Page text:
Many of those living in the area may not be able to return to their homes for quite a long time.  The following is from a recent Huffington Post article…

At the eight-acre, Bayou Corne sinkhole in Assumption Parish, owners of slab houses are waiting for methane-gas monitors to be installed in December. The sinkhole deepened in November and coughed up debris and hydrcarbons late in the month. Cypress trees fell into the gap. Residents are watching natural gas being flared from the site and are ventilating homes while bayous around them bubble.

But if human activity is capable of producing sinkholes that are 8 acres in size and capable of causing a “sixfold increase” in the number of earthquakes in the middle part of the country, is human activity also capable of setting off the New Madrid fault?

Sadly, even most Americans that are living in that part of the country don’t really understand how incredibly massive and how potentially destructive this fault zone actually is.  The following is from a recent report fromWREG in Memphis, Tennessee

Many people don’t realize that north Alabama lies in the impact zone of the New Madrid fault line, a sleeping giant that is approximately twenty times larger than California’s famed San Andreas fault

The biggest earthquake in U.S. history happened in the New Madrid seismic zone in 1812, and in just the last few weeks, activity along the fault line is starting to heat up.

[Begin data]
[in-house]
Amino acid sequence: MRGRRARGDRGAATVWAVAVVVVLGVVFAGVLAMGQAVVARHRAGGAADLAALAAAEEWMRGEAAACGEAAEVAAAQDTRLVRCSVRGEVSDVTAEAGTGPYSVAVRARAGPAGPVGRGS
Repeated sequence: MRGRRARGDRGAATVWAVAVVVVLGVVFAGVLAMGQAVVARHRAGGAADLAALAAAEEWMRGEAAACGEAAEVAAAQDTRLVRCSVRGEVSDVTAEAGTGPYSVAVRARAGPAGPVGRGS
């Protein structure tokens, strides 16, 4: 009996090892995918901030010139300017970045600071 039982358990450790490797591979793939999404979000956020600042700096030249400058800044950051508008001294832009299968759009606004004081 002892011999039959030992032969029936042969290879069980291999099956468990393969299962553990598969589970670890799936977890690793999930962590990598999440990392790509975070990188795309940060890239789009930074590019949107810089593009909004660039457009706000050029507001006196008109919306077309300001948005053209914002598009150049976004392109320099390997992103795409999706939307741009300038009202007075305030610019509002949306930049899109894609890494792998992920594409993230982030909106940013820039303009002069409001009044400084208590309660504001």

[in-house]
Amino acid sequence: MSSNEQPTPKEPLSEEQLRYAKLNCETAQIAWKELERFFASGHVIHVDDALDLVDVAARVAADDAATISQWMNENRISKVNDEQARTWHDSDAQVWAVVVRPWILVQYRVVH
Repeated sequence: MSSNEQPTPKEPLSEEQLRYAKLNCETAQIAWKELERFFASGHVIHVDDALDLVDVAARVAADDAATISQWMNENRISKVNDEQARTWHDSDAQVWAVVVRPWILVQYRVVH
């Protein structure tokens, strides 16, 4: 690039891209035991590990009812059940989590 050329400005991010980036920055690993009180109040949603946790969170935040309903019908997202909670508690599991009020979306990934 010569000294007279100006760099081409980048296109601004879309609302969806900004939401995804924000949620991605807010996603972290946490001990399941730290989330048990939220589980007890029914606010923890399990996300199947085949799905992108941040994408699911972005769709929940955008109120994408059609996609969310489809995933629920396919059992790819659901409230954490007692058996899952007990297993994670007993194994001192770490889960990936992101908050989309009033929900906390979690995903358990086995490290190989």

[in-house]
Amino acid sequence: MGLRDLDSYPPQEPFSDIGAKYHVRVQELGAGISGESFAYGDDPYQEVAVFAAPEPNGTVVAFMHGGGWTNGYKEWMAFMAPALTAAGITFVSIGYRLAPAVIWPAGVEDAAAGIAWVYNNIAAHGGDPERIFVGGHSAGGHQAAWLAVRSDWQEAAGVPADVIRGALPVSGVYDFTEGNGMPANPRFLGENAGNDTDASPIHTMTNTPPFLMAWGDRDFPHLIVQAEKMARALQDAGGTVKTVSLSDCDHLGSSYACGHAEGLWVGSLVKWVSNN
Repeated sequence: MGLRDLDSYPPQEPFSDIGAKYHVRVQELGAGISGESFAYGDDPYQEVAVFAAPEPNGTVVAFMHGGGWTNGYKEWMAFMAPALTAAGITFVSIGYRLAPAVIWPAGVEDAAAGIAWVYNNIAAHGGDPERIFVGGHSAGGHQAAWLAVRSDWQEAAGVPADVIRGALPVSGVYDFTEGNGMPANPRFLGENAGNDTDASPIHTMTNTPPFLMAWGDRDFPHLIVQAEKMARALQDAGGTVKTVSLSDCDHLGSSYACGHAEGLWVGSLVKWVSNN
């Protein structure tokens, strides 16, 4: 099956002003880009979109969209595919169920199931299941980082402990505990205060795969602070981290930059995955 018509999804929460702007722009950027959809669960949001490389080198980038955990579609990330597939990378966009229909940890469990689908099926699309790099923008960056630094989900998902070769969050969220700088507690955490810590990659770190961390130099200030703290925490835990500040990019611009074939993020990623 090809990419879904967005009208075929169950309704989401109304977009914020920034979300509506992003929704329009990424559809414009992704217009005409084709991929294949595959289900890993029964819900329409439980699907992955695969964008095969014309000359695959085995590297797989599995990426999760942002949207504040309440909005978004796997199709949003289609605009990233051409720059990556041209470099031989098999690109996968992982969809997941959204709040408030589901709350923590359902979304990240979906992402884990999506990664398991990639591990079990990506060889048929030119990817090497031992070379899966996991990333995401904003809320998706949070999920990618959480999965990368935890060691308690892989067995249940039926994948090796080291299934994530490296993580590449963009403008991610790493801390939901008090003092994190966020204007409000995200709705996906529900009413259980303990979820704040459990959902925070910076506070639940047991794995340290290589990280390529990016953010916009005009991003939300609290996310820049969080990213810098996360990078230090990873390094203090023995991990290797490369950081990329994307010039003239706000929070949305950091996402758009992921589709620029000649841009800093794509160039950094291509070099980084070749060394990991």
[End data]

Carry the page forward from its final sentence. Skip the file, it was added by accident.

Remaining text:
If the earthquakes that happened along the New Madrid fault zone in 1811 and 1812 happened today, the devastation would be unimaginable.  Back then, there were not that many people living in the area.  But even so, the destruction was incredible…

Accounts of the 1812 quake vary since there were no measuring instruments at the time, but most geologists say evidence shows it was at least a magnitude 8 earthquake, and possibly a 9 or higher.

The shaking was so intense that church bells started ringing as far away as Boston and New York.

Chimneys toppled from the Deep South to Canada, and President James Madison was awoken by the violent shaking as he slept in the White House.

Eyewitnesses said it even caused the Mississippi River to flow backwards for a time.

Unfortunately, there are now indications that the fault zone is becoming more active as a recent Examiner article explained…

Tuesday evening, two shallow earthquakes, although small, were felt in Mt. Carmel, Ill. as well as five miles outside Edmond, Okla. Illinois had the largest at 3.6 magnitude, leaving Oklahoma with a smaller 2.9 magnitude quake as reported by the USGS.

The fact that both of these quakes were shallow and follow on the heels of Kentucky’s 4.3 just 10 days ago makes the questions begin to fly. Is the New Madrid waking up? Is it gearing up for ‘the big one’? When Ky. Experienced a 4.3 two weeks ago, it was felt across 10-12 states. Although it didn’t knock runners off their feet, it did alarm many. Knoxville was among the cities that felt the quake. The shaking was not minor in many areas, and it scared people as walls shook and many began to pray.

This is something that I have written about previously, and we all need to keep our eyes open for more reports about earthquakes in the middle part of the country.  When the “big one” does finally hit the New Madrid fault zone, it will be one of the biggest news stories ever.

We are talking about a catastrophe that would be so immense that it would be hard to imagine.  According toABC News, a study by the Mid-America Earthquake Center found that in the event of a major earthquake along the New Madrid fault, “nearly 750,000 buildings would be damaged, 3,000 bridges would potentially collapse, 400,000 breaks and leaks to local pipelines and $300 billion in direct damage and $600 billion in indirect losses would occur.”